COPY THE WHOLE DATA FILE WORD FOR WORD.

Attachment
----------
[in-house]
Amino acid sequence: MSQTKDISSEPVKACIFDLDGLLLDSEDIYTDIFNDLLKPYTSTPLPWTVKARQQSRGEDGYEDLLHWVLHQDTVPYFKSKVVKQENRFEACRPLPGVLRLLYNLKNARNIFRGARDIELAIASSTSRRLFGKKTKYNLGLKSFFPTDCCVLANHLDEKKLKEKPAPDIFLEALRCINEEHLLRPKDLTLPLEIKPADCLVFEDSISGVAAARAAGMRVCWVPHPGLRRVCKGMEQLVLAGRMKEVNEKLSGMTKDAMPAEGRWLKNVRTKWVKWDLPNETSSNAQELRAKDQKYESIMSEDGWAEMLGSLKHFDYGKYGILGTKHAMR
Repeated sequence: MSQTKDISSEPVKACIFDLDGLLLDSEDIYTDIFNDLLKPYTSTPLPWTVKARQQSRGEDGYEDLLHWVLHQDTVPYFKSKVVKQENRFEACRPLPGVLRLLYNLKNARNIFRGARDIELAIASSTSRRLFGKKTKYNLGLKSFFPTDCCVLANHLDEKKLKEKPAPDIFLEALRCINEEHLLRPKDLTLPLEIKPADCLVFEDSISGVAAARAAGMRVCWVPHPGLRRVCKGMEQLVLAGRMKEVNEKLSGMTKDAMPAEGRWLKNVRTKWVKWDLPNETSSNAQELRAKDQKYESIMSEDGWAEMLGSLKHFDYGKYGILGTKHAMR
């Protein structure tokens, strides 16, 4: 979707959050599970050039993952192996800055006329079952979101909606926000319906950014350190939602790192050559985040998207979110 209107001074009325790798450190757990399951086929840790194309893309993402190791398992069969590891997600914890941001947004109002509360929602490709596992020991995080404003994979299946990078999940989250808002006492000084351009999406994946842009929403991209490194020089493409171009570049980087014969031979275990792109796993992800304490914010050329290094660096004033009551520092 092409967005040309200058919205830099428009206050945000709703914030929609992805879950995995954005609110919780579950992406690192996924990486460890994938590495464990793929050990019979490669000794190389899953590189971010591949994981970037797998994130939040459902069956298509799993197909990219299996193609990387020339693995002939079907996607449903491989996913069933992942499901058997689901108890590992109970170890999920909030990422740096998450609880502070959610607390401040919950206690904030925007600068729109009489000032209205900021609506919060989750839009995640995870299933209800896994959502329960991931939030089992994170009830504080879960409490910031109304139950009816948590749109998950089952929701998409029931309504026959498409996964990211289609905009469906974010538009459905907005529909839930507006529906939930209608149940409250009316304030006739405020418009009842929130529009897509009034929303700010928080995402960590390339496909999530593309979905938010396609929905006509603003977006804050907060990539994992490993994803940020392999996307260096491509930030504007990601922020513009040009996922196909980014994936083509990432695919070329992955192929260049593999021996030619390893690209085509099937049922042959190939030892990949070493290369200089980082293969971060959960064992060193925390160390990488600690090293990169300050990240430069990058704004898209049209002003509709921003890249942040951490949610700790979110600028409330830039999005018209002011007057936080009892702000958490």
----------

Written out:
[in-house]
Amino acid sequence: MSQTKDISSEPVKACIFDLDGLLLDSEDIYTDIFNDLLKPYTSTPLPWTVKARQQSRGEDGYEDLLHWVLHQDTVPYFKSKVVKQENRFEACRPLPGVLRLLYNLKNARNIFRGARDIELAIASSTSRRLFGKKTKYNLGLKSFFPTDCCVLANHLDEKKLKEKPAPDIFLEALRCINEEHLLRPKDLTLPLEIKPADCLVFEDSISGVAAARAAGMRVCWVPHPGLRRVCKGMEQLVLAGRMKEVNEKLSGMTKDAMPAEGRWLKNVRTKWVKWDLPNETSSNAQELRAKDQKYESIMSEDGWAEMLGSLKHFDYGKYGILGTKHAMR
Repeated sequence: MSQTKDISSEPVKACIFDLDGLLLDSEDIYTDIFNDLLKPYTSTPLPWTVKARQQSRGEDGYEDLLHWVLHQDTVPYFKSKVVKQENRFEACRPLPGVLRLLYNLKNARNIFRGARDIELAIASSTSRRLFGKKTKYNLGLKSFFPTDCCVLANHLDEKKLKEKPAPDIFLEALRCINEEHLLRPKDLTLPLEIKPADCLVFEDSISGVAAARAAGMRVCWVPHPGLRRVCKGMEQLVLAGRMKEVNEKLSGMTKDAMPAEGRWLKNVRTKWVKWDLPNETSSNAQELRAKDQKYESIMSEDGWAEMLGSLKHFDYGKYGILGTKHAMR
């Protein structure tokens, strides 16, 4: 979707959050599970050039993952192996800055006329079952979101909606926000319906950014350190939602790192050559985040998207979110 209107001074009325790798450190757990399951086929840790194309893309993402190791398992069969590891997600914890941001947004109002509360929602490709596992020991995080404003994979299946990078999940989250808002006492000084351009999406994946842009929403991209490194020089493409171009570049980087014969031979275990792109796993992800304490914010050329290094660096004033009551520092 092409967005040309200058919205830099428009206050945000709703914030929609992805879950995995954005609110919780579950992406690192996924990486460890994938590495464990793929050990019979490669000794190389899953590189971010591949994981970037797998994130939040459902069956298509799993197909990219299996193609990387020339693995002939079907996607449903491989996913069933992942499901058997689901108890590992109970170890999920909030990422740096998450609880502070959610607390401040919950206690904030925007600068729109009489000032209205900021609506919060989750839009995640995870299933209800896994959502329960991931939030089992994170009830504080879960409490910031109304139950009816948590749109998950089952929701998409029931309504026959498409996964990211289609905009469906974010538009459905907005529909839930507006529906939930209608149940409250009316304030006739405020418009009842929130529009897509009034929303700010928080995402960590390339496909999530593309979905938010396609929905006509603003977006804050907060990539994992490993994803940020392999996307260096491509930030504007990601922020513009040009996922196909980014994936083509990432695919070329992955192929260049593999021996030619390893690209085509099937049922042959190939030892990949070493290369200089980082293969971060959960064992060193925390160390990488600690090293990169300050990240430069990058704004898209049209002003509709921003890249942040951490949610700790979110600028409330830039999005018209002011007057936080009892702000958490």